On October 14, about 7,000 people took part in the European March for Freedom in Minsk. Participants demanded the fulfillment of 12 conditions set forth by the European Union as a precondition for the Belarusian government to become involved in the European Neighborhood Policy. Surprisingly, the Belarusian authorities, through the Minsk City Council, agreed to allow the demonstration. However, dozens of arrests and detentions of young activists took place beforehand, usually for such minor crimes as swearing in public. One detainee taped his mouth to avoid such a charge but was arrested anyway on the grounds that his vehicle was on a wanted list. In another case, an apartment was entered on the pretext that there was a dead body therein, but no such corpse was discovered (Kommersant, October 15).
The authorities also resorted to petty harassment, shutting down the websites of opposition political parties and groups prior to the march and quickly removing publicity posters about the event. Vintsuk Vyachorka of the Belarusian Popular Front reported that anonymous text messages were sent on behalf of chief organizer, Vikar Ivashkevich, to various residents of Minsk, inviting them to gather at an erroneous location. The City Council also prohibited the use of loudspeakers in the People’s Friendship Park near Bangalore Square, the designated site for the authorized gathering. Even the weather forecast on Belarusian Television issued a storm warning about ice and snow that proved to be fictitious (www.charter97.org, October 15).
Over 3,000 people, including a large contingent from the unregistered Young Front, gathered around 1:30 pm at Kastrychnitskaya (October) Square, the site of the mass protests that followed the presidential elections last year. Alyaksandr Milinkevich, one of the march leaders and the head of the Movement For Freedom, arrived at the square just after 2 pm and requested that participants walk to the Academy of Sciences, keeping strictly to the sidewalks and only crossing the main Nezalezhnasti (Independence) Avenue on a green “walk” light (www.charter97.org, October 15). However, given the number of protesters — carrying EU flags, the illegal Belarusian national white-red-white flags, and a blue banner with the slogan “Belarus to Europe” — it proved impossible for everyone to stay on the sidewalks.
Upon arrival at Peramoha (Victory) Square, demonstrators occupied all three lanes of the road. Vehicles from the State Auto Inspection Service (GAI) reportedly ran over people’s feet and nudged them with their car hoods to force them off the road. Other GAI troops left their vehicles and used their fists on protesters. At this point the march split into two groups: a group of about 5,000 led by Milinkevich and Anatol Lyabedzka of the United Civic Party that stopped at the Academy of Sciences, where several leaders gave speeches; and a second group of 1,500-2,000, composed mainly of young people, that remained on the road and set off for the National Library but evidently turned back upon reaching Cheluskintsev Park. Also, when the main group arrived at Bangalore Square, “several hundred” youths again broke away, walking on the road with a large European flag, 20 x 8 meters in size (Belapan, www.charter97.org, October 14).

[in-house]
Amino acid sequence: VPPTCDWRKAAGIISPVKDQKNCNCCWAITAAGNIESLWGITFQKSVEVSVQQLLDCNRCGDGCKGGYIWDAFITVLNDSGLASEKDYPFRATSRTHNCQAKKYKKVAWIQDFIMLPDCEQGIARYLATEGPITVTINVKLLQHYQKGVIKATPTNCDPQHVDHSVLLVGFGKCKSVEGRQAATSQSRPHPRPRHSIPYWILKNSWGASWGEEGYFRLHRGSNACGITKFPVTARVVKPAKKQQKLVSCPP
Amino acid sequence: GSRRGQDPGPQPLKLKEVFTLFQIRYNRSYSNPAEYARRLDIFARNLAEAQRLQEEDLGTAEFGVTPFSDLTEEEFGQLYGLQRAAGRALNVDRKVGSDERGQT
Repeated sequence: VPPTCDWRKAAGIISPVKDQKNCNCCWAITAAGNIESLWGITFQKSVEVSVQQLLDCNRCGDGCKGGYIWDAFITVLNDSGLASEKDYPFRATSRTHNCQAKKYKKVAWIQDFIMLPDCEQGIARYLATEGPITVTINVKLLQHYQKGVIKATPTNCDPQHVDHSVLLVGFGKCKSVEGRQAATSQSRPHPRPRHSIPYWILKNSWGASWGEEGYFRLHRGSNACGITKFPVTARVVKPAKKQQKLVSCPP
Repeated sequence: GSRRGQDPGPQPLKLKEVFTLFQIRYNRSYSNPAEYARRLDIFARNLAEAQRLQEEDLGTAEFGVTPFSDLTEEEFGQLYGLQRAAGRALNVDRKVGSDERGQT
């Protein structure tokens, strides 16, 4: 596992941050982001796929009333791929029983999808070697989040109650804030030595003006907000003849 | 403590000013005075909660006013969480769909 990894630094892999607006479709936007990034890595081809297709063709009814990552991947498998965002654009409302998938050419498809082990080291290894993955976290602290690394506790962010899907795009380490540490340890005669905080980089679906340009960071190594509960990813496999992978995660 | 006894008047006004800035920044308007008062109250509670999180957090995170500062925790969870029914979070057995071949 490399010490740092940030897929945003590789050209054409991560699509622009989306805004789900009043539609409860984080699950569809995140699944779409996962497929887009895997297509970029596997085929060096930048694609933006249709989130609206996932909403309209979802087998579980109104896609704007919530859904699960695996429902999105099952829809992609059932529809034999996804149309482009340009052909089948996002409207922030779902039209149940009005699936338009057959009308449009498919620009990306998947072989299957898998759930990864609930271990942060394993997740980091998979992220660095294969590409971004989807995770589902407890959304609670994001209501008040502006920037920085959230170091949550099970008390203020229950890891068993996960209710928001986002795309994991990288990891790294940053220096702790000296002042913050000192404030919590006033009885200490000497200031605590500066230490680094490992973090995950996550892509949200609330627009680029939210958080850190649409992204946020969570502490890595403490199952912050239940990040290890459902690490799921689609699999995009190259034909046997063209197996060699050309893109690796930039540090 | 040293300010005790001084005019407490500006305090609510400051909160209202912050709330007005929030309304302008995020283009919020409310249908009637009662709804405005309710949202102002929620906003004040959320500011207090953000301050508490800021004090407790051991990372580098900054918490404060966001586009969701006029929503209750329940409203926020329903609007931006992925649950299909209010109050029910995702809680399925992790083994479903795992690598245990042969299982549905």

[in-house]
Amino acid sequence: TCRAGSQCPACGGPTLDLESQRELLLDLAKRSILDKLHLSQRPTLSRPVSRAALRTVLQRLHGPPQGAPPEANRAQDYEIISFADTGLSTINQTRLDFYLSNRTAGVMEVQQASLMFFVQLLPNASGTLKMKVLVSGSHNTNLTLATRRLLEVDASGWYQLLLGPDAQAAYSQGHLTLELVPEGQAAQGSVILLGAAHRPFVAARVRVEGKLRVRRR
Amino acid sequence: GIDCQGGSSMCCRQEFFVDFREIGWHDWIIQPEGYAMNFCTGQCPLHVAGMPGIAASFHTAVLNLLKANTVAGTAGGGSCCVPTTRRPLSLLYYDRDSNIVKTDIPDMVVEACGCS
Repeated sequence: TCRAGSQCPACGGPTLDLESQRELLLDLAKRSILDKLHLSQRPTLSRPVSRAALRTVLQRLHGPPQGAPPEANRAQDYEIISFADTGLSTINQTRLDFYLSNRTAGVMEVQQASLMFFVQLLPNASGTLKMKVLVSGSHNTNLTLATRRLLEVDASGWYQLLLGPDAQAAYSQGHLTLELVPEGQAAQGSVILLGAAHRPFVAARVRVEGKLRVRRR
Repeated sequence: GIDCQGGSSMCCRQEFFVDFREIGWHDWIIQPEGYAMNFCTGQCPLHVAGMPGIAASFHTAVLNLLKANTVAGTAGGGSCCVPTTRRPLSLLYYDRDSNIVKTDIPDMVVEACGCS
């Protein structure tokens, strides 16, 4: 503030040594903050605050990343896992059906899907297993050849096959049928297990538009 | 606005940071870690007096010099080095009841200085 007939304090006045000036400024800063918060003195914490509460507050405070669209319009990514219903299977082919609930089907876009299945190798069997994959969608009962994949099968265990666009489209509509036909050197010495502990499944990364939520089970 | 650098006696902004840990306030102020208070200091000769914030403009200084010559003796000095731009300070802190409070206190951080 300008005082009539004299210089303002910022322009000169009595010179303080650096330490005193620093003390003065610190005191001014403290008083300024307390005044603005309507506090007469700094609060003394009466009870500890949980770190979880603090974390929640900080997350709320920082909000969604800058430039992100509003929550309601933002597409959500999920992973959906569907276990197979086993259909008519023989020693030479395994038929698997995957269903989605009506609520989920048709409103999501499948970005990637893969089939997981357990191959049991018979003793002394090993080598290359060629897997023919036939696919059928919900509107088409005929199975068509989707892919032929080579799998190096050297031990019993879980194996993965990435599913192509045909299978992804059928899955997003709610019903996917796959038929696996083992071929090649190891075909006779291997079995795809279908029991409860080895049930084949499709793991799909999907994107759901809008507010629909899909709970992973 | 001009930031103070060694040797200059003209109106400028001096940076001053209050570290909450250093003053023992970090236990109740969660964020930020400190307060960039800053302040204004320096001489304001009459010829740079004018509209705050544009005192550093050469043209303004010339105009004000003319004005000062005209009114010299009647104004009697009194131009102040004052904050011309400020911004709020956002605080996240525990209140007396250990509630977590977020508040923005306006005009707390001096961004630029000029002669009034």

In an interview, Charter 97 coordinator Zmiter Bandarenka revealed that riot police were operating in civilian clothing and provoked the disorderliness that resulted in the split into two columns. Some youths had eventually rejoined the main column. However, he also noted that he and others had advised some young radicals to hold their own protests rather than disrupt what was a law-abiding occasion (www.charter97.org, October 14).
The march elicited displays of support from neighboring capitals, including a small demonstration in Prague’s Vaclav Square, where the Belarusian national flag was unfurled as well as banners calling for Belarus to be admitted to Europe. About 100 Belarusian students currently enrolled at institutions in Warsaw through the Kastus Kalinouski program demonstrated in the city center along with Polish students. Support also came from the European parliament and from several Minsk-based diplomats of EU countries as well as the United States. European and U.S. media also reported the event in detail (Belorusskaya delovaya gazeta, October 15). In this respect, the European March was a success.
However, while government interference and provocations were in evidence, a distinction was also notable between those adhering to an orderly law-abiding march and others — mainly younger people — who defiantly occupied the main road. Belarusian Television reported negatively about “hooligans” who broke the law. Some protesters, such as Syarhey Kalyakin, leader of the currently unregistered Party of Communists, expressed disappointment at the relatively small size of the demonstration (Belapan, October 14). Several opposition leaders claimed that such occasions would continue until the Lukashenka “dictatorship” ends.
The Lukashenka regime gained some positive international publicity for permitting the March to go ahead, especially without the forbidding presence of OMON troops. Yet the opposition had no opportunity for a full-scale rally and it held the central square only briefly. The Lukashenka regime has yet to take any genuine steps either toward a dialogue with the opposition or to fulfilling any of the demands set forth by the EU. However, the president does not wish to close all doors to the West, particularly given his current disaffection with Moscow and what he terms the formation of a “cult of personality” around Russian President Vladimir Putin (AFP, October 13).